2.2 The good will

The basis of free will is the existence of reason. Only beings gifted with reason can potentially have free will at all.[14] The choice is decisive.

Beings who are not endowed with reason are subject to the simple cause-effect relationships of the causal natural world. You have no real alternative to this and will follow if necessary. Objectively, there is no option due to a lack of common sense. The will is therefore not free.[15] An animal, for example, obeys its instincts without exception and therefore does not really have its own decision-making power. It just follows its nature.

Reasonable beings otherwise have actual choices. You can either consciously submit to the natural law causalities, or otherwise free yourself from them through reasonable considerations. Reason is the condition of possibility. It first enables people to set up alternative laws and principles in order to then submit to them through conscious decision-making.[16] Through reason, man frees himself from fixed and predictable nature and gives himself up there and on his own responsibility "[...] the law of action [...]."[17] Reason thus constitutes actual free will.[18] With this, Kant undertakes an interesting perspective shift in free will that is plausible and consistent.[19]

For Kant, the good will is that will which is determined solely by reason. The actual motivation is thus the drive from an awareness of reasonable considerations. Because "[...] for Kant the good is the reasonable [...]"[20] and good will synonymous with practical reason.[21]

Kant explains:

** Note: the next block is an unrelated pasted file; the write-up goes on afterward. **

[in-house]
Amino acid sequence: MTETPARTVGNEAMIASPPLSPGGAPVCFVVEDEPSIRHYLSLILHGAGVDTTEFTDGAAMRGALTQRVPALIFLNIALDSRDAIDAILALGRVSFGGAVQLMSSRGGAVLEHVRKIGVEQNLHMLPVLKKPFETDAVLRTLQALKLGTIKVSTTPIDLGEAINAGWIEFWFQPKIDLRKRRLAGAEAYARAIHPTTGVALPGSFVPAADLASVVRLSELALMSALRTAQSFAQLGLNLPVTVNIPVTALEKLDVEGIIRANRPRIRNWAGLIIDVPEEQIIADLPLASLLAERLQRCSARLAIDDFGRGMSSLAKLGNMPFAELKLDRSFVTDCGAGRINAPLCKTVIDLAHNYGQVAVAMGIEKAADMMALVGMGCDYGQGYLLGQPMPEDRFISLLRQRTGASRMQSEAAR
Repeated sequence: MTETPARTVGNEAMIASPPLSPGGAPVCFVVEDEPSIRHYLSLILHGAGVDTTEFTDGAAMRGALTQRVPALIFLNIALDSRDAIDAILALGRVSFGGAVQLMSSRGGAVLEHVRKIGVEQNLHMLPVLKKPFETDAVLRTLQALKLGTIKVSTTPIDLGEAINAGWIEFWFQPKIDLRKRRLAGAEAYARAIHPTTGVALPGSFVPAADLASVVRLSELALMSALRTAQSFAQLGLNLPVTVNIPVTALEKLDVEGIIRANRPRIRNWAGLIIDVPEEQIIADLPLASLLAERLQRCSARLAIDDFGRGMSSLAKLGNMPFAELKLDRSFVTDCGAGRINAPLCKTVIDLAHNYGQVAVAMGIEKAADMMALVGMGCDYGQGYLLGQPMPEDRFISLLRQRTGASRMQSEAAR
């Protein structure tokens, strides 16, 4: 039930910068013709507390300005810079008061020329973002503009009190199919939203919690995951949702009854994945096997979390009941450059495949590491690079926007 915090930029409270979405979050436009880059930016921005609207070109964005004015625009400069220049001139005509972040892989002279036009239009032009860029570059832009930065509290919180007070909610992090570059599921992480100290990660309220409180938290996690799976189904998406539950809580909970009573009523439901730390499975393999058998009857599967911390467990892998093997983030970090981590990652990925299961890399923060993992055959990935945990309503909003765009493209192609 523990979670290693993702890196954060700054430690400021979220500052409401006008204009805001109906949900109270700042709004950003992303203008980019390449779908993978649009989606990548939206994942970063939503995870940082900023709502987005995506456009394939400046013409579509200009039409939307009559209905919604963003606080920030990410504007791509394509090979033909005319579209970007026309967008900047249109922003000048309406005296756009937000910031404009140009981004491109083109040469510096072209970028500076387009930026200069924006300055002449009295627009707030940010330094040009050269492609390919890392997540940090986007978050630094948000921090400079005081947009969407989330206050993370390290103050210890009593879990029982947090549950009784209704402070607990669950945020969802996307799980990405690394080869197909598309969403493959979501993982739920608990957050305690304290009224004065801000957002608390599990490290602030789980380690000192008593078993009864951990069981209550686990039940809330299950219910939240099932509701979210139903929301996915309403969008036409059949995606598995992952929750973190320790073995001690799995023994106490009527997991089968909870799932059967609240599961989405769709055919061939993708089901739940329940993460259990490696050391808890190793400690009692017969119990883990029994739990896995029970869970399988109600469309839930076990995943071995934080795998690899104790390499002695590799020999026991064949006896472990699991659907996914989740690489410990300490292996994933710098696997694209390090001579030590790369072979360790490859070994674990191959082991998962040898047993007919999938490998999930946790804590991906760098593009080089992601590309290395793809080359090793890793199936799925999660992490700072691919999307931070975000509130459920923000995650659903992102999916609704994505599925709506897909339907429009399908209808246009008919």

"[...] the will is a faculty of choosing only that which reason, regardless of inclination, considers to be practically necessary, i.e. as well, recognizes. "[22]

If, on the other hand, the will is determined by personal inclinations and drives, this comes one "[...] coercion [...]"[23] due to the natural law causalities - a kind of "rape by nature". The will is compromised by personal inclinations and thus loses the right to be universally valid. He is not properly motivated and therefore not good. There is always the risk that, as a result, positive virtues (diligence, ingenuity, strength, etc.) could turn into the exact opposite.[24]

Kant states:

“Because without principles of good will they (>> moderation in affects and passions, self-control and sober reflection […] <<) can become extremely angry, and the cold blood of a villain not only makes him far more dangerous, but also directly in ours Eyes even more despicable than he would be taken for without this. "[25]

And further, particularity can be useful ...

[...]



[1] Hepfer, Karl: Philosophical Ethics, p.30

[2] See Horster, Detlef: Ethics, Basic Knowledge Philosophy, p.13

[3] Horster, Detlef: Ethics, Basic Knowledge of Philosophy, p.13

[4] Cf. Hübner, Dietmar: Introduction to Philosophical Ethics, p.151

[5] Cf. Kant, Immanuel: GMS, II, p.204 note by the author. Author: Kant is quoted from the collection of texts by Detlef Horster (2009) with page numbers.

[6] See Horster, Detlef: Ethics, Basic Knowledge Philosophy, p.14f

[7] Horster, Detlef: Ethics, Basic Knowledge of Philosophy, p.17

[8] See Hepfer, Karl: Philosophische Ethik, p.141

[9] See ibid.

[10] See ibid.

[11] Hepfer, Karl: Philosophical Ethics, p.141

[12] See Hepfer, Karl: Philosophische Ethik, p.141

[13] See Horster, Detlef: Ethics, Basic Knowledge Philosophy, p.16

[14] See Kant, Immanuel: GMS, II, p.204

[15] See Hepfer, Karl: Philosophische Ethik, p.144

[16] See Kant, Immanuel: GMS, II, p.204

[17] Horster, Detlef: Ethics, Basic Knowledge of Philosophy, p.17

[18] See Hepfer, Karl: Philosophische Ethik, p.145

[19] Cf. Hübner, Dietmar: Introduction to philosophical ethics, p.168

[20] Hepfer, Karl: Philosophical Ethics, p.145

[21] See Kant, Immanuel: GMS, II, p.204

[22] Kant, Immanuel: GMS, II, .204

[23] ibid., p.205

[24] Cf. Dieter Schönecker and others: Kant's “Basis for the Metaphysics of Morals”, p.44f

[25] Kant, Immanuel: GMS, I, p.193

End of the reading sample from 22 pages